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Germs that infect humans

Haemophilus influenzae

Haemophilus influenzae

© Dennis Kunkel Microscopy, Inc.

Microorganism: the bacterium Haemophilus influenzae type b.

Disease: bacterial meningitis

Occurrence of the disease

History: prior to the introduction of a vaccine against Haemophilus influenzae, this microorganism was the greatest cause of bacterial meningitis in children younger than six years old. In 1998, eighteen cases of Haemophilus influenzae type b infection were reported in Quebec.

Mechanism of action of the microorganism: the bacteria multiply in the nasal passages before spreading to the blood and to the liquid surrounding the brain. Once they reach the liquid surrounding the brain, they produce inflammation of the meninges (the membranes surrounding the brain).

Symptoms of the disease: the initial symptoms of meningitis are sore throat, vomiting, headache, confusion, and stiffness in the neck and back. Eventually, meningitis (inflammation of the membrane surrounding the brain) occurs. The mortality rate is five per cent, and 20-45% of survivors suffer serious long-term effects such as mental retardation and deafness.

Incubation period: unknown, but probably two to four days.

Contagious period: as long as the microorganism is present. When adequate therapy is applied, however, this is reduced to 24-48 hours.

Hosts: humans.

Transmission: contact with nasal secretions from an infected individual.

Discoverer of the microorganism: Weichselbaum in 1887.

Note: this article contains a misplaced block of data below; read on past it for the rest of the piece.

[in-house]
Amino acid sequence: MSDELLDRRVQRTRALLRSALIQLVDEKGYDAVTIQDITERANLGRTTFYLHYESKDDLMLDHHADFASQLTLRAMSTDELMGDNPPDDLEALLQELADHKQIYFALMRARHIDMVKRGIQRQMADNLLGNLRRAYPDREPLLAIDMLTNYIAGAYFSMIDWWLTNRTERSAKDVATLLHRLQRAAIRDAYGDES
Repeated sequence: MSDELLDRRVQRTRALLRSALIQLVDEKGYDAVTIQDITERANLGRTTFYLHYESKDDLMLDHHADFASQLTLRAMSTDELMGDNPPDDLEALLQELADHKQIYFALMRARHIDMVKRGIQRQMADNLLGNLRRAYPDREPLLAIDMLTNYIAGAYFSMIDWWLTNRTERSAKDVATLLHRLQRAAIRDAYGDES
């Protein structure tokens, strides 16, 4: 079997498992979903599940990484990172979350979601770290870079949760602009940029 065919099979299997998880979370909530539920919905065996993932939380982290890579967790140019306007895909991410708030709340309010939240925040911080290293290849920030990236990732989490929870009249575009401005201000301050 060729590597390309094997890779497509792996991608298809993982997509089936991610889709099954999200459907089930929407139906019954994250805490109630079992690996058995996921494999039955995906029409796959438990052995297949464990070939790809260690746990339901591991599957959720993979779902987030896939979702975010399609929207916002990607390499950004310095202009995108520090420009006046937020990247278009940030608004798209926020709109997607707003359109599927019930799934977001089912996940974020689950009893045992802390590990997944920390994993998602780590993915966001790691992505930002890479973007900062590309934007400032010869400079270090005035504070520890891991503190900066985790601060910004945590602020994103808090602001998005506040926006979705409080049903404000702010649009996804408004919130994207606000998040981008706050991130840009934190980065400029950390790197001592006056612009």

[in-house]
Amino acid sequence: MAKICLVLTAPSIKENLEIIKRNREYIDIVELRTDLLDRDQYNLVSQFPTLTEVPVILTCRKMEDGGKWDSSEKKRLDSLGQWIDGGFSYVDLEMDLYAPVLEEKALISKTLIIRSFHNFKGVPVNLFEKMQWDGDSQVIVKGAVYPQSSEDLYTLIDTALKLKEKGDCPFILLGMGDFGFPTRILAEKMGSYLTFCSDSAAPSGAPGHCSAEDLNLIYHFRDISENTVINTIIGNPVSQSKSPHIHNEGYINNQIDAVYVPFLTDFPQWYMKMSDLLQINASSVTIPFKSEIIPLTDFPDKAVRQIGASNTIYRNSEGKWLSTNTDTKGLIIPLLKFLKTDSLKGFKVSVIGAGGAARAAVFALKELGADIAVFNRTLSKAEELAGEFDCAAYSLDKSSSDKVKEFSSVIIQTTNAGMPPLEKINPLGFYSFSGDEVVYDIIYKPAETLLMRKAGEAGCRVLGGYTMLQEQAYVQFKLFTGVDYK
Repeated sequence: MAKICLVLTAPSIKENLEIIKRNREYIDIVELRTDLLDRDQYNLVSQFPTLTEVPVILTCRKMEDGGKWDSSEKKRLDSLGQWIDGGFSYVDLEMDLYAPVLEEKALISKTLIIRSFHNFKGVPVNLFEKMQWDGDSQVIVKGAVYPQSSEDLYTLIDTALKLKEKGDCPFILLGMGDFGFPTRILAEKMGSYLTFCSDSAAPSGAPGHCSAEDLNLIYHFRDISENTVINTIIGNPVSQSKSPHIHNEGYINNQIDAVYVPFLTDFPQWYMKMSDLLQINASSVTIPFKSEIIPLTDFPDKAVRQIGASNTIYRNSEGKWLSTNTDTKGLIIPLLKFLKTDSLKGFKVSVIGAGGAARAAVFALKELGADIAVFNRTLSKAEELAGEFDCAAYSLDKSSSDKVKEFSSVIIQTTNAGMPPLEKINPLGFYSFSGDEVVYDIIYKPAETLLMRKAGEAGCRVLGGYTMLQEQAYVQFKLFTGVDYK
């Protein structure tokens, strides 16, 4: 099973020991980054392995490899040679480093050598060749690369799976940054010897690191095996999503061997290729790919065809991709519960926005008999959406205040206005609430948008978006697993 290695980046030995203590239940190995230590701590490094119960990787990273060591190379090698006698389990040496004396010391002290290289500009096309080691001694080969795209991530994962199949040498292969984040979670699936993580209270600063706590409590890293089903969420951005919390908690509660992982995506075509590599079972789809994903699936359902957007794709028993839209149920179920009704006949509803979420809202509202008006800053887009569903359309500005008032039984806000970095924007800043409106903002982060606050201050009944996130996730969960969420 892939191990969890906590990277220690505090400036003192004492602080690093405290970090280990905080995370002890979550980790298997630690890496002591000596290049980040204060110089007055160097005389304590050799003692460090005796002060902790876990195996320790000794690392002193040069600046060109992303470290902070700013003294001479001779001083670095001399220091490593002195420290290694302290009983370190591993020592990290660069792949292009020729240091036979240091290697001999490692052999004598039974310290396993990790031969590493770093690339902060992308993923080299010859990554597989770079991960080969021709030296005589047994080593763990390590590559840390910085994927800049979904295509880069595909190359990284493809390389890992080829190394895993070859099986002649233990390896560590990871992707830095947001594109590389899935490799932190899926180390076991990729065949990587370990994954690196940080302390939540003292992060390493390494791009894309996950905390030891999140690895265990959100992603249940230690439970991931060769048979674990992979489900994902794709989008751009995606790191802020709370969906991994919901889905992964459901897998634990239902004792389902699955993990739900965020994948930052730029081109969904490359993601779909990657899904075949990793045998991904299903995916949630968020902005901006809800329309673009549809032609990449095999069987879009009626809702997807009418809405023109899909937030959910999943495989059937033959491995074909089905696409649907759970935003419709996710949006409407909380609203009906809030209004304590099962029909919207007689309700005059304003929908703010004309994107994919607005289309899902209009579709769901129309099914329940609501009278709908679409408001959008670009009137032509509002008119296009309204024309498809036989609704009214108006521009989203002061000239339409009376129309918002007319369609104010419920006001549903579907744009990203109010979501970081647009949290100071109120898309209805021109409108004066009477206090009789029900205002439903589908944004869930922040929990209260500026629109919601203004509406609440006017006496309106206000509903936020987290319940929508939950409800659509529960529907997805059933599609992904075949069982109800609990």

Treatment of the disease: antibiotics such as penicillin; 30% of Haemophilus influenzae type b strains are ampicillin-resistant.

Geographical distribution of the microorganism: worldwide.

Prevention: vaccination. Non-vaccinated individuals coming into contact with infected individuals may take Rifampin.

Vaccine: the vaccine currently used against bacterial meningitis is known as the DTP-Polio-Hib vaccine, and is in fact a combination of several vaccines that provides protection against diphtheria, whooping cough, tetanus, polio, and Haemophilus influenzae type b infections. The specific Haemophilus influenzae vaccine (Hib) is produced from bacterial cell walls. The vaccine is more than 90% effective against Haemophilus influenzae infection when administered to children two to five months old. Booster injections of the vaccine must be administered two, four, six, and 18 months after the initial vaccination.

Meningitis may also be caused by other microorganisms, such as the viruses responsible for measles, chickenpox and herpes, and the bacteria Neisseria meningitidis. A vaccination program against Neisseria meningitidis, which causes type c meningitis, was conducted in Quebec in 2001, and resulted in a reduction of the incidence of infection from 1.3/100,000 to 0.3/100,000.